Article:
Prime Minister Recep Tayyip Erdogan will hold an emergency meeting with senior aides Friday after Turkey's top court upheld a ban on the Islamic headscarf in universities, dampening his party's hopes of surviving a pending closure case.That's why I laugh when liberals in the U.S. moan about losing their "civil liberties" under Republican rule. They have no idea. ... They refuse to hear freedom's enemies rattling the swords.
Erdogan cancelled his programmes in Istanbul and was to return to Ankara to chair the meeting of his Islamist-rooted Justice and Development Party (AKP) at 3 p.m. (1200 GMT).
He also scrapped a trip to Switzerland on Saturday where he was to have watched Turkey's first Euro 2008 match against Portugal.
The Constitutional Court Thursday annulled an AKP-sponsored law allowing women to wear Islamic headscarves in universities on grounds it violated Turkey's secular system, enshrined in an unchangable constitutional article.
The law was a principal argument advanced by Turkey's chief prosecutor when he asked the Constitutional Court in March to ban the AKP on charges that it is seeking to install an Islamist regime in the mainly Muslim country.
The ruling was largely seen as strengthening the prosecutor's hand in his bid to outlaw the party and bar 71 party officials, among them Erdogan and President Abdullah Gul, from politics. The verdict is expected later this year.
Since the court "sees the headscarf amendment as a breach of the republic's basic principles, it will give the gravest punishment to the party which is responsible for this act," the Vatan newspaper wrote.
"A decision to close down the AKP has become inevitable," it said.
At Friday's meeting, AKP leaders were to discuss their response to the ruling, with some members even suggesting Erdogan should call snap elections, media reports said.
The annulment of the headscarf amendment is Erdogan's "greatest political defeat" since the AKP came to power in 2002, the liberal Radikal newspaper wrote.
Overriding fierce objections by secularists, the AKP pushed the amendment through parliament in February, boosted by its re-election for a second five-year term in July with nearly 47 percent of the vote.
The party, the offshoot of a now-banned Islamist movement, says it is committed to secularism, but argues that the headscarf ban in universities violates both the freedom of conscience and the right to education.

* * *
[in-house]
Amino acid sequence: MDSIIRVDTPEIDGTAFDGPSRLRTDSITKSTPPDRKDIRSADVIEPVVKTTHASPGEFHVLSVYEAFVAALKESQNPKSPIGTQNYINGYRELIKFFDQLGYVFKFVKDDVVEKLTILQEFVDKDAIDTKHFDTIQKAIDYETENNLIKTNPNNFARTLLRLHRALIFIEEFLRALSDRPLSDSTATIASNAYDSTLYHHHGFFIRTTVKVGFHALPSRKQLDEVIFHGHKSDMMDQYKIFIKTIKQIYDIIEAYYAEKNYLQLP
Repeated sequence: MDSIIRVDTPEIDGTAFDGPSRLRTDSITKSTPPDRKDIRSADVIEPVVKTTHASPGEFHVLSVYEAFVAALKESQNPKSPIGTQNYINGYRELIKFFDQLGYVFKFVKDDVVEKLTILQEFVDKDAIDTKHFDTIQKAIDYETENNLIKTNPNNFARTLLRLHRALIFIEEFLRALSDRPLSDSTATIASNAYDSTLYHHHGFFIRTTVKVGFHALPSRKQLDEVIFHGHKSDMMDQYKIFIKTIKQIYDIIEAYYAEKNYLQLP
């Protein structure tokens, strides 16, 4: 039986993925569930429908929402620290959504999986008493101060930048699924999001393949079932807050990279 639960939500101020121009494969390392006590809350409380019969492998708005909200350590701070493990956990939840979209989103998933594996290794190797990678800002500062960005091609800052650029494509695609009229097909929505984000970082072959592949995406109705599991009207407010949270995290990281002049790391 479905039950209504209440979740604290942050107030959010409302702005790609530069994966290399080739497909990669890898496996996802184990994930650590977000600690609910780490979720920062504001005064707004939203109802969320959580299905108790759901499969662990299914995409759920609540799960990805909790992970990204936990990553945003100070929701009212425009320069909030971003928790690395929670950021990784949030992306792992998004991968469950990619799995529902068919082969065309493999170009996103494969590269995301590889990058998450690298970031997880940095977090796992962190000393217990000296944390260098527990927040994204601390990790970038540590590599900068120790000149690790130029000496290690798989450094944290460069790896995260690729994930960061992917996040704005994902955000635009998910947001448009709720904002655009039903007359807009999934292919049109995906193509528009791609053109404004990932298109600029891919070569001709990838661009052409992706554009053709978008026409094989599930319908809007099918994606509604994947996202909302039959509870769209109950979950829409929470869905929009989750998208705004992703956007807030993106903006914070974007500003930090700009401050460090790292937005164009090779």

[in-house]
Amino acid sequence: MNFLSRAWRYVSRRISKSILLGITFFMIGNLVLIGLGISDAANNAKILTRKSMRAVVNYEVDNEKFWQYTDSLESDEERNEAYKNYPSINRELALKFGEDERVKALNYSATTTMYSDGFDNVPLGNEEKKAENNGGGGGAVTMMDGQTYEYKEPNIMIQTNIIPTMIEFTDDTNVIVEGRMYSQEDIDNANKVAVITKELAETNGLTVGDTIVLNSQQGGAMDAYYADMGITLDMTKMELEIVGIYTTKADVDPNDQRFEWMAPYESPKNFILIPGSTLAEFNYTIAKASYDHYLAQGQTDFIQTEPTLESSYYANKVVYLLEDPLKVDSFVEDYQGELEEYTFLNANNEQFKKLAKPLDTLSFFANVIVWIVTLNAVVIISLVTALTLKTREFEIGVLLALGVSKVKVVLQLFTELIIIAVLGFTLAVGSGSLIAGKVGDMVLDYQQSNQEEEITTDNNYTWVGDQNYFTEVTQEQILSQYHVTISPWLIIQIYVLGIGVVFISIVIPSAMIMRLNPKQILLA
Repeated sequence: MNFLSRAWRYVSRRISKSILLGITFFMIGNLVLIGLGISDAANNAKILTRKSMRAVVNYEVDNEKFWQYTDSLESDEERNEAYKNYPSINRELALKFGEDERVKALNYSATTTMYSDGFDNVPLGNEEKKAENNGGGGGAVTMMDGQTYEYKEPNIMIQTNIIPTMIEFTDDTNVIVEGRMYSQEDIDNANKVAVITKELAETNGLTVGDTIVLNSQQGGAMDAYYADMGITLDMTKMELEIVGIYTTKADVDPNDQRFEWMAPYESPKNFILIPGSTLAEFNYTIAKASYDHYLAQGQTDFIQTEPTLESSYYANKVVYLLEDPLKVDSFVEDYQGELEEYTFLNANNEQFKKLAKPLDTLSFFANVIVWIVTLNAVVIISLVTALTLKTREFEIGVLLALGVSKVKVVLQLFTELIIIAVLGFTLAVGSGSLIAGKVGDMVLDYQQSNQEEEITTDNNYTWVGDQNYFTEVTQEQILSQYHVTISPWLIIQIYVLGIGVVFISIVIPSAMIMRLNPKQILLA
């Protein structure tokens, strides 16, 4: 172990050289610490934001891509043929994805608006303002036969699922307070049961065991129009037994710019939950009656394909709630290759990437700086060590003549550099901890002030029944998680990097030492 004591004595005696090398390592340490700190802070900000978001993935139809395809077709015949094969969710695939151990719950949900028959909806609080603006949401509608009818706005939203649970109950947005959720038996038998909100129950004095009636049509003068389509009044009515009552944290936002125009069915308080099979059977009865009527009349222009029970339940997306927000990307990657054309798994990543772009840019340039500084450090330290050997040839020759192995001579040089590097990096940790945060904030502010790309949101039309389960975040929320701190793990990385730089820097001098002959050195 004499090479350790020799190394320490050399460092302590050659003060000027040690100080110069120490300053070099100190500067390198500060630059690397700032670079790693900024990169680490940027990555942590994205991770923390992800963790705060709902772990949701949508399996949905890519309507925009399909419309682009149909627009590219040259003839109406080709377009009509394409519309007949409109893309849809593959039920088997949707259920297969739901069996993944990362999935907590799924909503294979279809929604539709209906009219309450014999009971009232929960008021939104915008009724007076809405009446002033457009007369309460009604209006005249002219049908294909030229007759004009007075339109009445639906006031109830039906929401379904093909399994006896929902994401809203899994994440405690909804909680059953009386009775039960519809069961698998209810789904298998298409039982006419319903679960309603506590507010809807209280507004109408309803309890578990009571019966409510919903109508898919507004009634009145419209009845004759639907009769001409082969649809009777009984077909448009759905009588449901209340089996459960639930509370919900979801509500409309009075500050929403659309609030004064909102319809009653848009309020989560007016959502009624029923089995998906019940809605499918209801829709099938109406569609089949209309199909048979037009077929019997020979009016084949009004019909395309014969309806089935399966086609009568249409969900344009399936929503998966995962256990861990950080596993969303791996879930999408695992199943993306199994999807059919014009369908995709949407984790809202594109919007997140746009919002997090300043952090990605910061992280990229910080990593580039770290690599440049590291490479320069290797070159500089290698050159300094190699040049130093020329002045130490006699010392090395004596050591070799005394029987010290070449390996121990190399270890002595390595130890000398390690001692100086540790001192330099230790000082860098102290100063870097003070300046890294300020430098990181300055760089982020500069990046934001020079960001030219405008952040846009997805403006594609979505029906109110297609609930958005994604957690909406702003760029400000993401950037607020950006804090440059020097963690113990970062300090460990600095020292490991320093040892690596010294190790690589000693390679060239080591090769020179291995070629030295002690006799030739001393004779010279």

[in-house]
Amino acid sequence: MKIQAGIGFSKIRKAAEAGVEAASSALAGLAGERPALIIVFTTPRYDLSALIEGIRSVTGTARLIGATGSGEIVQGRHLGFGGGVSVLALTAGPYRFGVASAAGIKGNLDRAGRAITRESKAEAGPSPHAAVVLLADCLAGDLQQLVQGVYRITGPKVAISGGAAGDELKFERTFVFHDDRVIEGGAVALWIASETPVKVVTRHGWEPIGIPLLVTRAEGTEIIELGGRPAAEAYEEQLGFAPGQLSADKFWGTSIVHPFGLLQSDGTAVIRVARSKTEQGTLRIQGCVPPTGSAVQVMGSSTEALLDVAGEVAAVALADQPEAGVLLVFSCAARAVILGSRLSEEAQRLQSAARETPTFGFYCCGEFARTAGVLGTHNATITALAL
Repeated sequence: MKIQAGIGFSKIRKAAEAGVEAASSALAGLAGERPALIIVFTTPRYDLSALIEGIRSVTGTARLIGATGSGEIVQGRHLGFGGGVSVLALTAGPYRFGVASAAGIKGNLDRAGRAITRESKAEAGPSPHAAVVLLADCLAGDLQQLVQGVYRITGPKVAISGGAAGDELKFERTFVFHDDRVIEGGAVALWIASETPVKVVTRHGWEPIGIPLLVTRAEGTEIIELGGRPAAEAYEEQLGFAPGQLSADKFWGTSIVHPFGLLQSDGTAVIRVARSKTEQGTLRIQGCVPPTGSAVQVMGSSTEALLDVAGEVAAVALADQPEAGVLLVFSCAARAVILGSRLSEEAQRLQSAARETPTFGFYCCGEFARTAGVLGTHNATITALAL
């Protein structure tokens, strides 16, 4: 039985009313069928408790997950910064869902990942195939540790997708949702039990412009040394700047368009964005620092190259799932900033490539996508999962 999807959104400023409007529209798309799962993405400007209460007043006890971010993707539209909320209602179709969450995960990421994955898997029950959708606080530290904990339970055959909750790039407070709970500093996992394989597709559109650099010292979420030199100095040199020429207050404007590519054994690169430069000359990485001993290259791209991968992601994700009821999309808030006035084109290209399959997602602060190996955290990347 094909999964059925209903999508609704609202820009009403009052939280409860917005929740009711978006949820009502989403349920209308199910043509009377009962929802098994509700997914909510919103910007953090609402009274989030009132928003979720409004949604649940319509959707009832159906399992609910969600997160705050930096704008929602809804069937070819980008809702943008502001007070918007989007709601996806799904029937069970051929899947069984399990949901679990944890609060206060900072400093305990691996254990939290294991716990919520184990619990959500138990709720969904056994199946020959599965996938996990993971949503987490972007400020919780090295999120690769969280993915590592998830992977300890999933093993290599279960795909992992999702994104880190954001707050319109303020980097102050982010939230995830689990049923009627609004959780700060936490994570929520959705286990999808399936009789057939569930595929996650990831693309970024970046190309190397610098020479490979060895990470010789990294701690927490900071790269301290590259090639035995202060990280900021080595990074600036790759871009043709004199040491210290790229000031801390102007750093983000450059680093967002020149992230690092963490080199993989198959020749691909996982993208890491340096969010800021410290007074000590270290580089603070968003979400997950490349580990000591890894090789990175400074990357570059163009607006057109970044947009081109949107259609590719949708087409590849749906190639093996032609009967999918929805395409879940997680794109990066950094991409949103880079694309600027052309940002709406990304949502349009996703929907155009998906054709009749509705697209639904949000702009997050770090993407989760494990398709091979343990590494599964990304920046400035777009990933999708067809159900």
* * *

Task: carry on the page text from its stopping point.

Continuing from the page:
But hardline secularists -- among them the military, the judiciary and academics -- see the headscarf as a symbol of political Islam and defiance of the secularism system.
Easing the restrictions, they say, will increase social pressure on women to cover up and encourage challenges against similar bans in high schools and government offices.
The AKP, backed by a number of jurists, slammed the Constitutional Court Thursday for overstepping its jurisdiction, saying it can examine only procedural flaws in constitutional amendments, and not their essence.
With the pending closure case in mind, one AKP lawmaker called the ruling a judicial "coup."
The military, a staunch defender of the secular system, welcomed the ruling.
Army chief Yasar Buyukanit urged respect for the court's decision, while air forces commander Aydogan Babaoglu said any other outcome would have been "abnormal."
The AKP has disowned its Islamist roots and embraced Turkey's bid to join the European Union, but maintains that rigid interpretations of secularism in Turkey breach religious freedoms.
Opponents argue that moves such as the headscarf amendment and a ban on alcohol sales in restaurants run by AKP municipalities indicate a secret Islamist agenda.
Many fear that outlawing the AKP, a coalition of religious conservatives, pro-business liberals and mainstream centre-right politicians, would trigger political chaos as the party still enjoys solid popularity in the face of a weak and fractured opposition.It's hard not to think that anything Muslims do is aimed at forcing people to adhere to their religious and social ideology, when you look at the places where Islam rules and they kill anyone who disagrees with them.
Friday, June 6, 2008
Slowly But Surely
I'm not the only one who thinks Islam is dangerous. Here's an article from Breitbart:
So said Al at 1:21 PM